2. A slave who has been given his freedom is not brought back to his previous state of slavery for any kind of ingratitude, but only when this is grave.
3. He whose forgiven sins return to him on account of subsequent ingratitude, incurs the debt for all, in so far as the measure of his previous sins is contained proportionally in his subsequent ingratitude, but not absolutely, as stated above.
Objection: 1. It would seem that the ingratitude, whereby a subsequent sin causes the return of sins previously forgiven, is a special sin. For the giving of thanks belongs to counterpassion which is a necessary condition of justice, as the Philosopher shows (Ethic. v, 5). But justice is a special virtue. Therefore this ingratitude is a special sin.
2. Further, Tully says (De Inv. Rhet. ii) that thanksgiving is a special virtue. But ingratitude is opposed to thanksgiving. Therefore ingratitude is a special sin.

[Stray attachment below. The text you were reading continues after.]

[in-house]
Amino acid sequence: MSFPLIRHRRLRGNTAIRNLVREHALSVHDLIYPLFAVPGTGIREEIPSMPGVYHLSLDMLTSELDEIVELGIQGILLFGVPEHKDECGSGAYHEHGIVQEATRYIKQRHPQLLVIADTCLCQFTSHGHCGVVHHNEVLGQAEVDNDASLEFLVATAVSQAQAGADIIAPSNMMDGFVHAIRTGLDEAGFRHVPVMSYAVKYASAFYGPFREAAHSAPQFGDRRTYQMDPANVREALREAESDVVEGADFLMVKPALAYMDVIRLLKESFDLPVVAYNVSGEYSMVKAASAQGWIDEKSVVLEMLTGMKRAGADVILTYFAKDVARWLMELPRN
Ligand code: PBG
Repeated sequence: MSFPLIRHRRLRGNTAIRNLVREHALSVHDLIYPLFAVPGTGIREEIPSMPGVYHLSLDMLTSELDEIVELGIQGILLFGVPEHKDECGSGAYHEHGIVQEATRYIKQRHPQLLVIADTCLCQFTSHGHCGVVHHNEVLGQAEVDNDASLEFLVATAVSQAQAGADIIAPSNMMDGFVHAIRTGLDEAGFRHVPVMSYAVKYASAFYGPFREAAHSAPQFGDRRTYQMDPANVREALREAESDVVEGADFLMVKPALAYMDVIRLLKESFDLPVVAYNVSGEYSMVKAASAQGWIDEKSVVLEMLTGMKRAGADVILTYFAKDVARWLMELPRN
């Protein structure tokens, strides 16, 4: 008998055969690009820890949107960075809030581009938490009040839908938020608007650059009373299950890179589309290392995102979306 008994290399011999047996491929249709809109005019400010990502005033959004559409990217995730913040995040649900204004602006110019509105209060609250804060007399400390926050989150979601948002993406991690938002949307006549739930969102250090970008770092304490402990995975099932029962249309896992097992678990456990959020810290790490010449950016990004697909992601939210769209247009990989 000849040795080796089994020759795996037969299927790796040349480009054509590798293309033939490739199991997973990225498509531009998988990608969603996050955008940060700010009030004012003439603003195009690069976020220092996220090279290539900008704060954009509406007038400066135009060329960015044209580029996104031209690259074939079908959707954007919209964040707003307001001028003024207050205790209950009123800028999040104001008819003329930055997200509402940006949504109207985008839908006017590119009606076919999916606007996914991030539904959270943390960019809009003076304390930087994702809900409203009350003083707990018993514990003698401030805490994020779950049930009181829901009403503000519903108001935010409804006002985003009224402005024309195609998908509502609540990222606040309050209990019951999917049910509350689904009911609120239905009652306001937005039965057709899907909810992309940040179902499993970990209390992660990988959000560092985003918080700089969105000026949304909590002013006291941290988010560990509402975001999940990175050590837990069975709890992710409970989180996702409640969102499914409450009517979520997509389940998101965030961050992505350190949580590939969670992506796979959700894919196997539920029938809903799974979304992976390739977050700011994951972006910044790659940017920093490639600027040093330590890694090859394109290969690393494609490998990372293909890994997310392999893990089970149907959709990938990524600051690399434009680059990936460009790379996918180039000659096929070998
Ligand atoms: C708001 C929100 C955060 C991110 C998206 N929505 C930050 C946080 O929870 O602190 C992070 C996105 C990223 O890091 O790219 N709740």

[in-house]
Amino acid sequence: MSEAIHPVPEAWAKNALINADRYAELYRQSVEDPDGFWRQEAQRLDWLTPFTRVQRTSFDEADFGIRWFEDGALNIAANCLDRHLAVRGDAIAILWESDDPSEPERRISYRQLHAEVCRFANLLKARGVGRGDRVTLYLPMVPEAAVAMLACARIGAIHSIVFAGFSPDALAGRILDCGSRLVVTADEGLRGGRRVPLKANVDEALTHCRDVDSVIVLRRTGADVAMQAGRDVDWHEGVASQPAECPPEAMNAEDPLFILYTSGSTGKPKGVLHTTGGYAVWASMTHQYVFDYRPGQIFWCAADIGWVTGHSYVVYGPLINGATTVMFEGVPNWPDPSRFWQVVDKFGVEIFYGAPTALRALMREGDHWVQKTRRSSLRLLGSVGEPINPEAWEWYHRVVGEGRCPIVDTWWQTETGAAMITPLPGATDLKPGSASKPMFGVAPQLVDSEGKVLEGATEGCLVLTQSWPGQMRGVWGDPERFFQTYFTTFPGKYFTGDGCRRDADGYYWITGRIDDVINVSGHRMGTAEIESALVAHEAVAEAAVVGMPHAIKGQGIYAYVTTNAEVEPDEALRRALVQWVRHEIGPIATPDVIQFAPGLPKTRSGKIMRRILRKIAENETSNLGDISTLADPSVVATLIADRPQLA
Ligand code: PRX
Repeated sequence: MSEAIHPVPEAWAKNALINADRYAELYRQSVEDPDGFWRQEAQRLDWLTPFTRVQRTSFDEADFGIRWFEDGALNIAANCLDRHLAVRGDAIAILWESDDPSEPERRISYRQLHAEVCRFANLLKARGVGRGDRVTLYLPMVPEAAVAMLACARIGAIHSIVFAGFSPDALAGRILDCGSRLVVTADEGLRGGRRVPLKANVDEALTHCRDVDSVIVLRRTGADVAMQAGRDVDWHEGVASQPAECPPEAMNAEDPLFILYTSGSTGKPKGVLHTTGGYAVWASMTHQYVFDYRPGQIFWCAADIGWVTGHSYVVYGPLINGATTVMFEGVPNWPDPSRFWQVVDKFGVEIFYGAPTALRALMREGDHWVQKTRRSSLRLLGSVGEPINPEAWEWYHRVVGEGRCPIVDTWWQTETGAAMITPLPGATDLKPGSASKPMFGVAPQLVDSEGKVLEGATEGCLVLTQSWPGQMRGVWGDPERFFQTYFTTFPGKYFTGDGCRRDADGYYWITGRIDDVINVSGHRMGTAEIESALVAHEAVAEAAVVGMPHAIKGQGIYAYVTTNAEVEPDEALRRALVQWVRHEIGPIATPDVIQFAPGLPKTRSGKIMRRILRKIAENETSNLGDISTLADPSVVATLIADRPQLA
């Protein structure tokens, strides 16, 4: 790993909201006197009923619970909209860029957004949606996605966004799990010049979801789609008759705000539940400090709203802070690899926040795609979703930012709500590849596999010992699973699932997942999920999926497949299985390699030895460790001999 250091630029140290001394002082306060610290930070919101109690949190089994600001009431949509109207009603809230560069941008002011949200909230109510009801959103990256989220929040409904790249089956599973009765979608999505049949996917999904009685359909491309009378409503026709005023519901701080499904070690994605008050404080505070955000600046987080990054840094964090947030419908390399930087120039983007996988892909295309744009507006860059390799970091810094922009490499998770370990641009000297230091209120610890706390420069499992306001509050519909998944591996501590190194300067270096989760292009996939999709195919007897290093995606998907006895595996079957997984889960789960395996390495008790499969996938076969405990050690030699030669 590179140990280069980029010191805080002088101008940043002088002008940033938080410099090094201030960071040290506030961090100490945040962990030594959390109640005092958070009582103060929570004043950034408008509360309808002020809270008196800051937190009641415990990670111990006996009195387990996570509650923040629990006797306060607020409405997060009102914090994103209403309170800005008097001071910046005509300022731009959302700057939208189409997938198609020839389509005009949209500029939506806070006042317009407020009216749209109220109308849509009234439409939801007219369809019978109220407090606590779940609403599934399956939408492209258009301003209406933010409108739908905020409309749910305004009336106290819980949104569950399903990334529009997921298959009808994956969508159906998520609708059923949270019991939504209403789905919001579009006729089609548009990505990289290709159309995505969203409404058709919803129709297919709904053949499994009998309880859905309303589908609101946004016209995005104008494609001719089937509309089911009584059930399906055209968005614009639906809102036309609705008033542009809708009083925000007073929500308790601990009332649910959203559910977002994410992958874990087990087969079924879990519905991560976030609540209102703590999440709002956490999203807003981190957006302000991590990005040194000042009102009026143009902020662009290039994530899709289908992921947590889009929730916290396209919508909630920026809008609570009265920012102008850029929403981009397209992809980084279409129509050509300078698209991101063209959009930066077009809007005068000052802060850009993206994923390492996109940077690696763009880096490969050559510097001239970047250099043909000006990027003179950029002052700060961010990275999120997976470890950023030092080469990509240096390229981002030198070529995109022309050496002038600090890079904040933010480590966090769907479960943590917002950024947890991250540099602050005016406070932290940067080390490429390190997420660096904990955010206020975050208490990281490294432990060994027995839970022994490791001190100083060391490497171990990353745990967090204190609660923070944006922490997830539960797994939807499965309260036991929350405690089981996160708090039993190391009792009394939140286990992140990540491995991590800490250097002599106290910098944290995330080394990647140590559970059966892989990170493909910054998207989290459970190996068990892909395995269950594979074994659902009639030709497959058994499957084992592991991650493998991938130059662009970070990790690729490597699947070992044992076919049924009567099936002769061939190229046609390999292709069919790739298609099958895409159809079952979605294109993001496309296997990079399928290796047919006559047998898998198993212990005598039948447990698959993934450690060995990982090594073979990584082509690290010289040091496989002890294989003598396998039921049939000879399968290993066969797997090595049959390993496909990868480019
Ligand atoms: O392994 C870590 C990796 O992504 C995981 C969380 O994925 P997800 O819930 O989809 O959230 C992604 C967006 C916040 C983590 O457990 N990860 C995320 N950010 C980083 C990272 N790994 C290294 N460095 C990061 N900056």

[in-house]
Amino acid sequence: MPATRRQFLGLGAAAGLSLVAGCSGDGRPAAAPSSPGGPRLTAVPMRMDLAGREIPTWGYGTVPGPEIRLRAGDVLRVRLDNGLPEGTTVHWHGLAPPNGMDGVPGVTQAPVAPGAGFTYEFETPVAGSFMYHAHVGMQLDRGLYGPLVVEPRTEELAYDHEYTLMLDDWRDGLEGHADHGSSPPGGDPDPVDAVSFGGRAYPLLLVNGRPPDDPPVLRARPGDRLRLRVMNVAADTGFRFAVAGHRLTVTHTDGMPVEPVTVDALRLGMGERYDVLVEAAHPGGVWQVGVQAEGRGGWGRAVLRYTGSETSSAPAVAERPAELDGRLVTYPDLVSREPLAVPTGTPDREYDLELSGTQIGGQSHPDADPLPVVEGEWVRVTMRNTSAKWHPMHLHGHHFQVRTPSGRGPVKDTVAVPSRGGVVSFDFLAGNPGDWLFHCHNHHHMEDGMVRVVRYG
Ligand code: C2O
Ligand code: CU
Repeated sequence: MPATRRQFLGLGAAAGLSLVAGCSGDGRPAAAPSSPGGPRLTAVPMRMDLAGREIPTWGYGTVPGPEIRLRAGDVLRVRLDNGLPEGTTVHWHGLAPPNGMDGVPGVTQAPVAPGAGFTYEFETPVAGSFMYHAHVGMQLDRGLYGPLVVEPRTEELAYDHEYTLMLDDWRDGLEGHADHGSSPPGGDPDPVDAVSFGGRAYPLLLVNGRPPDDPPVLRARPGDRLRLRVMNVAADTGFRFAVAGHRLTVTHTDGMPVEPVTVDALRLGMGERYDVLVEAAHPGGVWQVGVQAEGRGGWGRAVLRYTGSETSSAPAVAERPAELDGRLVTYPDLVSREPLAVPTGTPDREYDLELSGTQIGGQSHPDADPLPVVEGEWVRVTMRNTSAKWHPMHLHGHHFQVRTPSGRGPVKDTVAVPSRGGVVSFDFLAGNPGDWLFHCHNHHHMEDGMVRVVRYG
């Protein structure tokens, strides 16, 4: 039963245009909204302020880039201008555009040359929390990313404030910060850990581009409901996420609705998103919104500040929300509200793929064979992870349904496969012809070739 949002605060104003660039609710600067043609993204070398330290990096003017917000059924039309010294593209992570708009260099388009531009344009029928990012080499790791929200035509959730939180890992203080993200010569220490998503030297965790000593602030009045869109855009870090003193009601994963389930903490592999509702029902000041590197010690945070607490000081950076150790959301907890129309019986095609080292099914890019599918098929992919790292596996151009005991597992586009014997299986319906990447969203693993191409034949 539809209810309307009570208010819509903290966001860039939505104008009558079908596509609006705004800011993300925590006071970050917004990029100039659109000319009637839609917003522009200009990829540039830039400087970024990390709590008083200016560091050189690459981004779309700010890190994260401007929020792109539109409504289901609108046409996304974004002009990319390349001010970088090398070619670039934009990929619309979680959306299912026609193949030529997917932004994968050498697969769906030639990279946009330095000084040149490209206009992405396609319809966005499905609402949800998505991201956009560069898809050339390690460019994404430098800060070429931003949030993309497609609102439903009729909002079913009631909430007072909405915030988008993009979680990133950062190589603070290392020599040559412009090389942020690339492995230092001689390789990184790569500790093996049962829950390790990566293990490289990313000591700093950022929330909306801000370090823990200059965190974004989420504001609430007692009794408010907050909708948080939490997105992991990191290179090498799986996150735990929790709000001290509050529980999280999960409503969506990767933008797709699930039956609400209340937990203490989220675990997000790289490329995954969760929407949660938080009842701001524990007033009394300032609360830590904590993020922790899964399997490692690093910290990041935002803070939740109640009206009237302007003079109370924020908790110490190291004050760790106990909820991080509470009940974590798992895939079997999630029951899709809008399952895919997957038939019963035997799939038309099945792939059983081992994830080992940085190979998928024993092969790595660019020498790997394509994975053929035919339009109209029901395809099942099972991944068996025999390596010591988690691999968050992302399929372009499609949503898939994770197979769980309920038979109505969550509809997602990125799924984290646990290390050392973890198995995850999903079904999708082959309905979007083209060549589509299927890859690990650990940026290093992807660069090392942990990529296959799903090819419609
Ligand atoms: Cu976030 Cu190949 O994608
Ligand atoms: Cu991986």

3. Further, a special effect proceeds from a special cause. Now ingratitude has a special effect, viz. the return, after a fashion, of sins already forgiven. Therefore ingratitude is a special sin.
On the contrary That which is a sequel to every sin is not a special sin. Now by any mortal sin whatever, a man becomes ungrateful to God, as evidenced from what has been said (Article ). Therefore ingratitude is not a special sin.